Trespassing

Entering other people’s property doesn’t always seem like a big deal, but in Arizona, this simple mistake could result in charges of criminal trespassing. Instead of ignoring the “No Trespassing” signs, people need to pay attention so they don’t accidentally end up needing a Phoenix criminal trespassing attorney or, worse, end up with a criminal record.

Types of Criminal Trespassing

Arizona has three classifications for trespassing: first, second, and third degree. Each is detailed in its own Arizona Revised Statute section.

First degree criminal trespassing (A.R.S 13-1504). Arizona lawmakers describe this type of trespassing as:

  1. Knowingly entering or staying in a residential structure unlawfully.
  2. Entering or staying in a fenced residential yard.
  3. Entering residential yard for sake of looking into residential structure, which is a violation of privacy.
  4. Deciding to enter a property with known mineral claim and planning to work the land and take minerals for personal use.
  5. Entering personal property and inflicting criminal damage such as burning, defacing, and other illegal acts.
  6. Knowingly entering a public services facility illegally.

Punishments for First Degree

Individuals involved in the type of trespassing explained in 1, 5, and 6 are immediately charged with a class 6 felony, which is penalized by up to eighteen months in jail and up to $150,000 in fines. Those who participate in the trespassing described in paragraphs 2, 3, and 4 receive a class 1 misdemeanor, which is punished with up to six months in jail and up to $2,500 in fines.

Second degree criminal trespassing (A.R.S. 13-1503). Trespassing in the second degree includes only one type of offense: entering or remaining on nonresidential property or within a commercial fenced yard illegally. Individuals who are guilty of this crime receive a class 2 misdemeanor with up to four months in jail and fines up to $750.

Third degree criminal trespassing (A.R.S. 13-1502). Trespassing in this classification involves two actions:

  1. An individual stays on someone’s property after the owner or another person in authority requested him or her to leave.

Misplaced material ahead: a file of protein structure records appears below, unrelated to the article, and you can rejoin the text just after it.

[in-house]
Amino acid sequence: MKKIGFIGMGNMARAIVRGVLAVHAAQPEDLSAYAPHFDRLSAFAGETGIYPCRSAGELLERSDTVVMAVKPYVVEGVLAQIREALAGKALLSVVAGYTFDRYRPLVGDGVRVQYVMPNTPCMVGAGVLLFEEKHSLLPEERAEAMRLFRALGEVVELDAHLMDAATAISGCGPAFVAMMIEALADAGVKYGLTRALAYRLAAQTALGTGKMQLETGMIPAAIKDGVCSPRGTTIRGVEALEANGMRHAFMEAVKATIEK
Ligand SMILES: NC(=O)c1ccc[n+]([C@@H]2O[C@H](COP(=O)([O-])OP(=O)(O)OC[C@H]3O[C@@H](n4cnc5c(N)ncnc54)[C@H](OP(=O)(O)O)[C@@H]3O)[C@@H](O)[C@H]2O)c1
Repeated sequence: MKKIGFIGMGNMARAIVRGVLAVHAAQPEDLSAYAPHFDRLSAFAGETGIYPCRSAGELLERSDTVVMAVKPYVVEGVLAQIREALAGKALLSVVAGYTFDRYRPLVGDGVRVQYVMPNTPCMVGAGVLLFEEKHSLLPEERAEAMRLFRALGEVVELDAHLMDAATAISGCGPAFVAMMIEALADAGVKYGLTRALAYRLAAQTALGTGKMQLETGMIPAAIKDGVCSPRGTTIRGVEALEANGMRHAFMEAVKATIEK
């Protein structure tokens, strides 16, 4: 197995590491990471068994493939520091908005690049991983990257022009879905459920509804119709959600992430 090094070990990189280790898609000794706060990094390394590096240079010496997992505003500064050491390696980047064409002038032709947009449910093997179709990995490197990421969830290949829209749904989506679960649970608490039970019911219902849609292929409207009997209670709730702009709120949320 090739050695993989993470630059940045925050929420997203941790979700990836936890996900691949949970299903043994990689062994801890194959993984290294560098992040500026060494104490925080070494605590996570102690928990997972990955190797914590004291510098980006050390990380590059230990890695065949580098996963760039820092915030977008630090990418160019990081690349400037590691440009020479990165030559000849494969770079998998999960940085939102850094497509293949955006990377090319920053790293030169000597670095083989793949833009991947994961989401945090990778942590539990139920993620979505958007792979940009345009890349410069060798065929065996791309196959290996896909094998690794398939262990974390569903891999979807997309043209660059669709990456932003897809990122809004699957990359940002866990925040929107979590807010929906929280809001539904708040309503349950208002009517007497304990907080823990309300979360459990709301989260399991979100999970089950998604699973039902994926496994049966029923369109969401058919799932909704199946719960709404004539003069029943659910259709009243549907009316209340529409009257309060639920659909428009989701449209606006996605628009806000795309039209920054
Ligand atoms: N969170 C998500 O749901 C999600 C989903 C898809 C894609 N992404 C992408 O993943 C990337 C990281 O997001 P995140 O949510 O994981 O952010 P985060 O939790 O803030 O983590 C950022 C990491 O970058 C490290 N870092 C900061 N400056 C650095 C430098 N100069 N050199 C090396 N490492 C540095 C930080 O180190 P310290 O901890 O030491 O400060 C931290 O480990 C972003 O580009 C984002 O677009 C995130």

2. A person enters or stays on railroad property such as tracks, storage, switching yards, and rolling stock.

Either of these actions elicits a class 3 misdemeanor, up to 30 days in jail, and fines up to $500.

Developing a Strong Defense

The smartest way to build a convincing defense against a trespassing charge is to prove the defendant didn’t hold the requisite knowledge required to classify their actions as trespassing. Defendants and trespassing lawyers can accomplish this by claiming the signs were not placed in visible areas.

Many other defenses provide persuasive arguments in favor of the defendant’s innocence. Criminal defense lawyers are trained to work every angle to obtain the desired outcome.

Hire a Professional

Criminal trespassing charges are devastating for individuals in Phoenix without an existing criminal record. Although charges can be appealed under certain Arizona Revised Statutes, the legal procedures are exhausting and confusing for someone without experience. Individuals interested in minimizing their punishments and reducing their charges need to hire a criminal defense lawyer to navigate the legal proceedings.

An existing criminal background or additional criminal charges can make trespassing a complicated web of legal actions. Having a reliable Phoenix criminal trespassing lawyer directing each step of the process leads to the most promising outcome.

The Stewart Law Group provides access to the most venerable criminal defense lawyer in the state of Arizona. To get the most dependable legal counsel in the area, contact Attorney Scott Stewart today!